Friday, January 24, 2014

Danube Christmas Markets Cruise 2013-1

Budapest-Sausage Booth
Is January really almost over?  We returned from our Christmas markets cruise December 13, anticipating the birth of our grandson any day.  He finally entered the world on December 27 after Christmas...and after his uncle and aunt had already flown back to Pennsylvania; but it was a season of joy for all of us!  We hope you had a wonderful holiday season, too. 

After the damp cold in Europe and added snow in Austria, we thought we’d be pretty much done with the worst of our 2013-14 winter experience way down here in San Antonio.  Then came the polar vortex that keeps extending its fingers into South Central Texas, and as I post this today, the city is virtually shut down due to ice on overpasses and bridges. I’m thinking winter won’t go away until I complete my blog on this Christmas markets cruise, not to mention before I forget it all!   

Ben and I had thoroughly enjoyed the Christmas markets cruise we took down the Rhine several years ago and couldn’t wait to try the Danube version.  On this cruise there was clearly a greater variety of markets since we spanned four countries (Hungary, Austria, Germany, and Czech Republic) rather than the two countries visited on the Rhine:  The Netherlands, and Germany—plus Paris where markets are not the big tradition.   We found in general that markets in non-Germany cities focused more on food and local crafts, whereas Germany markets are filled with well crafted wooden ornaments, nutcrackers, nativity scenes, and a host of other traditional Christmas products, plus stall upon stall of gluhwein (hot spiced wine), beer and food.  Each type of market bore its own charm and own version of hot, spiced wine. 
Budapest from Buda Castle on the Buda side;
Parliament is across on the Pest side
We began our trip with a two-night stay in Budapest to once again take in the Buda Castle, St. Stephen’s Basilica, and Matthias church, as well as sail past the magnificent Parliament House at night.  One of the Christmas markets was located just a few steps from our hotel, but we found others perched on nearby during squares during evening strolls.  All exuded a warm, cozy ambiance.  One included a stage where a traditional folk group performed.  I felt I was back at the Texas Folklife Festival. 

Statue of Archduke Charles
Heldenplatz, Vienna
There is always so much to do and see in Vienna, our next stop.  An optional tour was offered to Schonbrunn Palace, but Ben and I had visited there previously and stuck to the city tour with visits to the Vienna Opera House, marvelous St. Stephen’sCathedral, the city’s historic center, and visits to a couple of Christmas markets along the way.  Both were lively even during the day, and several craftsmen occupied booths demonstrating their skills and sometimes personalizing their wares for guests. 

Say the word Vienna and music comes first your find.  Mozart, Haydn, Gruber, Schubert, Strauss—the list of famous composers who were born or lived in this city goes on and on.  While on our first trip there in 1972, I even got Ben to an operetta and he continues to enjoy sharing  classical music events with me in many of the countries we visit.  On this trip, AmaWaterways had arranged a special concert for us in the lovely Palais Auersberg featuring the music of Wolfgang Amadeus Mozart and Johann Strauss selections—an excellent ensemble of singers and musicians.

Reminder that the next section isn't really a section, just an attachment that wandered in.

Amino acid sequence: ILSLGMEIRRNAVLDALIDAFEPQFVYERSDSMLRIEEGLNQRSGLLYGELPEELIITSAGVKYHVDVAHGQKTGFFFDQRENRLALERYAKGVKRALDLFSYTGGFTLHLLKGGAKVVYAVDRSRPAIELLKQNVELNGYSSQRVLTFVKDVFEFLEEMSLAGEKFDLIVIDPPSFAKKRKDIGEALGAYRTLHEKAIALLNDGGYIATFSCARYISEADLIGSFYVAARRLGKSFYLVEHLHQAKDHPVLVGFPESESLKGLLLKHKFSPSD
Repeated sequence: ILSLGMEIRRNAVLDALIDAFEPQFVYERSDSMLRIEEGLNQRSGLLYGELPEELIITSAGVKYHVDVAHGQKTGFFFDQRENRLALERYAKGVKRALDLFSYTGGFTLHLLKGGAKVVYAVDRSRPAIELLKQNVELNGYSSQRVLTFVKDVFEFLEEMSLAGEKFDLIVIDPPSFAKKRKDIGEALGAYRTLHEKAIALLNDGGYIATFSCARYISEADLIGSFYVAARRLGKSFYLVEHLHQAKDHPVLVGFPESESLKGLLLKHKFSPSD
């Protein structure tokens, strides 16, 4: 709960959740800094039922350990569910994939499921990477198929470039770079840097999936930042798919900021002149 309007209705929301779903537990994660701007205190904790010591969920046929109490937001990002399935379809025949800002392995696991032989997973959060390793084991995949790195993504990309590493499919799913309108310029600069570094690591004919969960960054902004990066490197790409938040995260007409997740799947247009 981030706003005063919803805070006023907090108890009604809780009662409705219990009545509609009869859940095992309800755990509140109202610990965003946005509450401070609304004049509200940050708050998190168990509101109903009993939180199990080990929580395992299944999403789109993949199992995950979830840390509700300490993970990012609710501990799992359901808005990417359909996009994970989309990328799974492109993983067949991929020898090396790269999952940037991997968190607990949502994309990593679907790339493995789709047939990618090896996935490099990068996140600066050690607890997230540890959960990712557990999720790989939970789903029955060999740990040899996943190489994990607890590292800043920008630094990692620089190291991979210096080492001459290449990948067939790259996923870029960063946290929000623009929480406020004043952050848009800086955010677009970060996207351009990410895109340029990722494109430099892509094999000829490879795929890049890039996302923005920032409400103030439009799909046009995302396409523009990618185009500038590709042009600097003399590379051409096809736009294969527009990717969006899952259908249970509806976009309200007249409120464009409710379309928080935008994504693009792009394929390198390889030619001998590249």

Melk Abbey

As we sailed overnight toward Melk, the weather worsened, ushering in cold winds...and snow.  After breakfast we bundled up and headed out into elements and up to our waiting motor coaches, trudging against the cold, blowing snow.  A few backed out and retreated to the warmth of the ship, but we knew our delightful Melk  guide from two previous tours and anticipated seeing her again on what was sure to be a picturesque day at the famed Melk Abbey.  We were not disappointed.  Because it was winter (and perhaps partly due to the weather), crowds at this famed 11th century Benedictine Abbey were sparse, thereby allowing clearer unobstructed views of the magnificent medieval manuscripts, frescos, and religious artifacts that chronicle the history of one of Europe’s largest and most revered Baroque monasteries.  Blanketed with the new-fallen snow, it looked straight out of a fairy tale. 
With our wonderful Austria Guide
Lisi Alscher-Bruck, Melk
From Linz, Austria, guests could choose between a walking tour of Passau or an excursion to Salzburg.  I never miss an opportunity to visit that Sound of Music city nestled in the hills against the backdrop of the Alps, so off we rode.  Salzburg is magical, just magical.  Our tour led us to the Mirabell Gardens where Maria and the children sang “Do Re Me”; to Mozart’s birthplace and Salzburg Cathedral where he once served as court organist; through the charming pedestrian streets and alleys to the city’s own Christmas market.  At this point, Ben and I broke from the tour to peruse the market, walk up toward (but not all the way TO!) the impressive Fortress Hohensalzburg standing guard over the city as one of the largest medieval castles in Europe, for a glass of the city’s famed local beer at StieglKeller.  En route, Ben was charmed by a street violinist whose repertoire ranged from classic to popular.  We each relive that free concert each time we play his CD. 

Fortress Hohensalzburg

Those in our group opting to stay onboard and take the Passau tour learned that it is also known as the “City of Three Rivers,” because it lies where the Danube is joined by the Inn and Ilz rivers.  St. Stephan’s Cathedral is home to one of the largest pipe organs in the world with 17,774 pipes and 233 registers.  Pretty impressive. 

Next up:  Regensburg, Germany

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